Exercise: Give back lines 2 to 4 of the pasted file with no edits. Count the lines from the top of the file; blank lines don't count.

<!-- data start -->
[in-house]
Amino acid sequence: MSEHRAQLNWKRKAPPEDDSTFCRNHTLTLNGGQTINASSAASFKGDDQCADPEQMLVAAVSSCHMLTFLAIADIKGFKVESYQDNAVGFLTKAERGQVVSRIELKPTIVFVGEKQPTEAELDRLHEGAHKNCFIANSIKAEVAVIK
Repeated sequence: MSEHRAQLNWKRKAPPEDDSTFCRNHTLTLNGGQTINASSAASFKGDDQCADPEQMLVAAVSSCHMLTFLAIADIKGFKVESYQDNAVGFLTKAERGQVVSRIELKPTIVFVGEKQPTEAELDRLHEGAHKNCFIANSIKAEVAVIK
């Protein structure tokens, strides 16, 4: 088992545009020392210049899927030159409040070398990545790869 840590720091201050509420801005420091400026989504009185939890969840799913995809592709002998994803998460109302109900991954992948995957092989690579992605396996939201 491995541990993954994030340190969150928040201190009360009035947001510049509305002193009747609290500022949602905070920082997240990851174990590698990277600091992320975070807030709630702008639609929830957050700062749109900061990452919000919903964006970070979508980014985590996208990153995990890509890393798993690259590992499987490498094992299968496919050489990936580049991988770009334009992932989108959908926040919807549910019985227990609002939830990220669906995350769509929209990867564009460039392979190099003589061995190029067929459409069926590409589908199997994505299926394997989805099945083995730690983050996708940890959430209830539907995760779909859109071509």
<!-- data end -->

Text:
Amino acid sequence: MSEHRAQLNWKRKAPPEDDSTFCRNHTLTLNGGQTINASSAASFKGDDQCADPEQMLVAAVSSCHMLTFLAIADIKGFKVESYQDNAVGFLTKAERGQVVSRIELKPTIVFVGEKQPTEAELDRLHEGAHKNCFIANSIKAEVAVIK
Repeated sequence: MSEHRAQLNWKRKAPPEDDSTFCRNHTLTLNGGQTINASSAASFKGDDQCADPEQMLVAAVSSCHMLTFLAIADIKGFKVESYQDNAVGFLTKAERGQVVSRIELKPTIVFVGEKQPTEAELDRLHEGAHKNCFIANSIKAEVAVIK
């Protein structure tokens, strides 16, 4: 088992545009020392210049899927030159409040070398990545790869 840590720091201050509420801005420091400026989504009185939890969840799913995809592709002998994803998460109302109900991954992948995957092989690579992605396996939201 491995541990993954994030340190969150928040201190009360009035947001510049509305002193009747609290500022949602905070920082997240990851174990590698990277600091992320975070807030709630702008639609929830957050700062749109900061990452919000919903964006970070979508980014985590996208990153995990890509890393798993690259590992499987490498094992299968496919050489990936580049991988770009334009992932989108959908926040919807549910019985227990609002939830990220669906995350769509929209990867564009460039392979190099003589061995190029067929459409069926590409589908199997994505299926394997989805099945083995730690983050996708940890959430209830539907995760779909859109071509």